(Mr Turner) We believe that this will make a much more integrated approach and make it a genuine square in terms of a pedestrian realm. Because the Mayor has management of the square (under the Greater London Authority Act) he will be able to introduce a management environment which ensures that for events there is a greater control. Certainly the police are happy with these proposals. I have been involved in consultation with them on the wider public order security arrangements for the square.

Mr Donohoe

  429. You say that that scheme is going to cost £25 million. How much did it cost to change the system at Buckingham Palace?
  (Mr Turner) I did not carry that work out but I can try to find out from the Royal Parks Agency who did.

  430. Is that £25 million going to be spent in Trafalgar Square itself.
  (Mr Turner) The £25 million is for the coloured arrangements that you can see here (referring to plan) plus also changes to—

  431. Are you trying to compete with Portcullis House as to how much each tree is going to cost?
  (Mr Turner) It also covers the bus priority measures. One of the requirements for the steering group was that we should not adversely affect any of the bus services going through there—this is a major bus node on the bus network. The arrangements are such that we do not, but, to do that, we have to carry out traffic management measures on the approaches to the scheme over quite a wide area in terms of bus priority. That is part of the £25 million. The other thing is that this is really right at the heart of London and we are looking at the highest quality materials. That is one of the reasons why we are putting in for the Heritage Lottery Fund bid. If we do not get a Heritage Lottery Fund application, we will have to review the quality of the materials used. One of the things, for instance, is that we are anxious, once we have carried out the extensive quality paving through here, that we do not actually get it dug up straight away by statutory undertakers. We are in discussions with statutory undertakers and we are making an allowance in the £25 million for them to carry out any works that they have in their programme in this area in advance, so that we can limit it being dug up again. We are also looking at the possibility of putting the utilities into tunnels.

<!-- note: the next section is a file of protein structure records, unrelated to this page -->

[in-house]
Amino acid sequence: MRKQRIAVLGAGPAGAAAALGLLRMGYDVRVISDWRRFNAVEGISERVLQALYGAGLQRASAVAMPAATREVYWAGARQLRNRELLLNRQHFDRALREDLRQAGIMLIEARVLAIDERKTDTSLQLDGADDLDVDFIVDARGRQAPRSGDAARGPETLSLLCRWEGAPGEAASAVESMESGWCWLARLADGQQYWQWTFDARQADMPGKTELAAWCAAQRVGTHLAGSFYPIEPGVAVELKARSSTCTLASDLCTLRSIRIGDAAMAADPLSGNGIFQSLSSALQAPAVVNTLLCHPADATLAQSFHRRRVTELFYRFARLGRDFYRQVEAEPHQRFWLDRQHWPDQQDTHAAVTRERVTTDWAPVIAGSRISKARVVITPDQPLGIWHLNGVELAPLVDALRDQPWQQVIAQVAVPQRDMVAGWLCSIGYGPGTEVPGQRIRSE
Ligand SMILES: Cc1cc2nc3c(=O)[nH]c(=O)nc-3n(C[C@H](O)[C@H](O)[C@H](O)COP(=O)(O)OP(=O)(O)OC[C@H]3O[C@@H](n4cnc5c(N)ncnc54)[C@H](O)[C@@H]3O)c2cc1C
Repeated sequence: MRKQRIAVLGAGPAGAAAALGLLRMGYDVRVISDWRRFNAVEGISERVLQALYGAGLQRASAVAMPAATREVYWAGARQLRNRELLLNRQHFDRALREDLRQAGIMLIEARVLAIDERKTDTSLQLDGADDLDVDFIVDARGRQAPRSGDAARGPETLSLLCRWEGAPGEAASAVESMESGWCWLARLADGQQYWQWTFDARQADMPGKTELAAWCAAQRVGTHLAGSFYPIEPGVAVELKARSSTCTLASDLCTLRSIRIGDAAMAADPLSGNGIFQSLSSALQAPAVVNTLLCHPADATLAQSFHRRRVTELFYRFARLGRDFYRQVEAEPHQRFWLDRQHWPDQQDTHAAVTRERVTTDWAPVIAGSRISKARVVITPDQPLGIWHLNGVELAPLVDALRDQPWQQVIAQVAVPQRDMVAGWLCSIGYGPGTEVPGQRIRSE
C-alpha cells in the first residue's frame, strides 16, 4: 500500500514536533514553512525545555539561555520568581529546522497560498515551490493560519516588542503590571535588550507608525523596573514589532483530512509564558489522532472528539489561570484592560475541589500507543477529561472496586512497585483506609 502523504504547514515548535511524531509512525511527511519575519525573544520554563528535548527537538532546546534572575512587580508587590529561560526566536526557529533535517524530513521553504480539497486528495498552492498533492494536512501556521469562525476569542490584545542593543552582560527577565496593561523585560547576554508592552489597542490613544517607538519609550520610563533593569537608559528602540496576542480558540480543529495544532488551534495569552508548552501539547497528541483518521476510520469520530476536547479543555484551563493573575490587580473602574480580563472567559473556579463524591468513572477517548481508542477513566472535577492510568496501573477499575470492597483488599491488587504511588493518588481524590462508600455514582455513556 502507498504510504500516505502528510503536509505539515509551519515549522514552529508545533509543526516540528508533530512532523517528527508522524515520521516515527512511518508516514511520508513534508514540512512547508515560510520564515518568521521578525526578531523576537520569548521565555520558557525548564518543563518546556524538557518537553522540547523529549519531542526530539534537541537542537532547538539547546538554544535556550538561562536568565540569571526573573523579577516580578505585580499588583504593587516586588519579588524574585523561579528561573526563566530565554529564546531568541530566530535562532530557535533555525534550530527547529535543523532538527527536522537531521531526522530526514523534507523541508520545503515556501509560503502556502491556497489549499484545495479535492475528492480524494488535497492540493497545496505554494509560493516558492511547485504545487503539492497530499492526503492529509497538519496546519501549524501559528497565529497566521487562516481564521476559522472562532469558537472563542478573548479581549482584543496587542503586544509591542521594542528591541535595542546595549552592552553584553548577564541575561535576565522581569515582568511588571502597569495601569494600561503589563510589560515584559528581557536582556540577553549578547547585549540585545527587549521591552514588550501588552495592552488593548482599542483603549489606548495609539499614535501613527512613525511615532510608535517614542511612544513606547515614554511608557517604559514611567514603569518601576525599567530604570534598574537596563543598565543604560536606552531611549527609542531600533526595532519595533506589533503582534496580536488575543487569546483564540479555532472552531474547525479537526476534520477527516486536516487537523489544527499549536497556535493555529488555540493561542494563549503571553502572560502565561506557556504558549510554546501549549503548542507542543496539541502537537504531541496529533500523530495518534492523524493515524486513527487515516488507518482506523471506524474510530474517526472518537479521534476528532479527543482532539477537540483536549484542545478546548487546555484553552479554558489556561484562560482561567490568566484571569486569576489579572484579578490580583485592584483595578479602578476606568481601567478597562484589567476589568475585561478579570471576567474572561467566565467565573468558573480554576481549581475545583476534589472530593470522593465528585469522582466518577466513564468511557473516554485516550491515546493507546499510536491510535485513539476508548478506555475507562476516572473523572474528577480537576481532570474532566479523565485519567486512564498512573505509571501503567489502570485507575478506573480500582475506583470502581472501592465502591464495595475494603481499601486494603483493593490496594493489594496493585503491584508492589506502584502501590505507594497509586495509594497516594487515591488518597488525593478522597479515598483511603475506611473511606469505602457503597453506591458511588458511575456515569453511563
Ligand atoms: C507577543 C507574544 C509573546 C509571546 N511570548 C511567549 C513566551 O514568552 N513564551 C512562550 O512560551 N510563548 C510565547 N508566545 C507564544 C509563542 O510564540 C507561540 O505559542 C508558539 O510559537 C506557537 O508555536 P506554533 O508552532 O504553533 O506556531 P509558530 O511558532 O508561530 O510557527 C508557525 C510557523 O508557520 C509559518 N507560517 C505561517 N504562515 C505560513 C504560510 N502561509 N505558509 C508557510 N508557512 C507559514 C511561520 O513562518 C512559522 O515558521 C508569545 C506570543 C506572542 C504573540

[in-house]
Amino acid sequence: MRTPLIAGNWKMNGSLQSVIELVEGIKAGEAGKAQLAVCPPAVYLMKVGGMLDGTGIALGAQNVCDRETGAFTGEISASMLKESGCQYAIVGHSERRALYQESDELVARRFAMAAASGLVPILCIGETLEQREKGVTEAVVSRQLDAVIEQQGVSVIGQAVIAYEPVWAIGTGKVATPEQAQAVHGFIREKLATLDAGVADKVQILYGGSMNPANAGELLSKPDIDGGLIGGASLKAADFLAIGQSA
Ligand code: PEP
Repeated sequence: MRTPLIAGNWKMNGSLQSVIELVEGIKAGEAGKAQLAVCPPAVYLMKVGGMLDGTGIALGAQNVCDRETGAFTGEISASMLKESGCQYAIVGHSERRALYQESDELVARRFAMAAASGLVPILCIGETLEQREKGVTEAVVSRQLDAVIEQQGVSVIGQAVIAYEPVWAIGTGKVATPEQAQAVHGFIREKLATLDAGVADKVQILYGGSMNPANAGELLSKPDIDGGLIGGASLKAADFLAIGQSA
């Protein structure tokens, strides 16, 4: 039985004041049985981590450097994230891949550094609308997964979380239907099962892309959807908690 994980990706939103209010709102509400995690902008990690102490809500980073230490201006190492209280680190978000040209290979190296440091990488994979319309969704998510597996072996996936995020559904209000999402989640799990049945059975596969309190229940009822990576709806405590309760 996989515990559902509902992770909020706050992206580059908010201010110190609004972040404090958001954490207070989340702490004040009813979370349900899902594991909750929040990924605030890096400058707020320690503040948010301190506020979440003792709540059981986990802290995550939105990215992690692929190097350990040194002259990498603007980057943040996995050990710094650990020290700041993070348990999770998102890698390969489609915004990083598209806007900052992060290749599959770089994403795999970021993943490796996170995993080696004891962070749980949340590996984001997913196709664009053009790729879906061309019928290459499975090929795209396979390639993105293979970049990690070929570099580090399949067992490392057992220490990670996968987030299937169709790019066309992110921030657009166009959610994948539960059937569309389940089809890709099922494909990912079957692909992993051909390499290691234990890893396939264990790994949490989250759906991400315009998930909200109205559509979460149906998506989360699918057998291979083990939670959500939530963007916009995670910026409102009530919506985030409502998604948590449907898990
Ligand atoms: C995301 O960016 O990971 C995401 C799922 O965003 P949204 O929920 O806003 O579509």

432. It sounds to me as though Dick Whittington came to London too early. They are now going to have the pavements paved with gold.
  (Mr Turner) Not quite gold; probably granite.

  433. Could I move on from there. When will the Mayor's Transport Strategy be completed?
  (Mr Turner) The Mayor is consulting on the Draft Transport Strategy and that consultation ends at the end of March. The proposal and the programme is that he will review the results of the consultation and publish the formal document in July.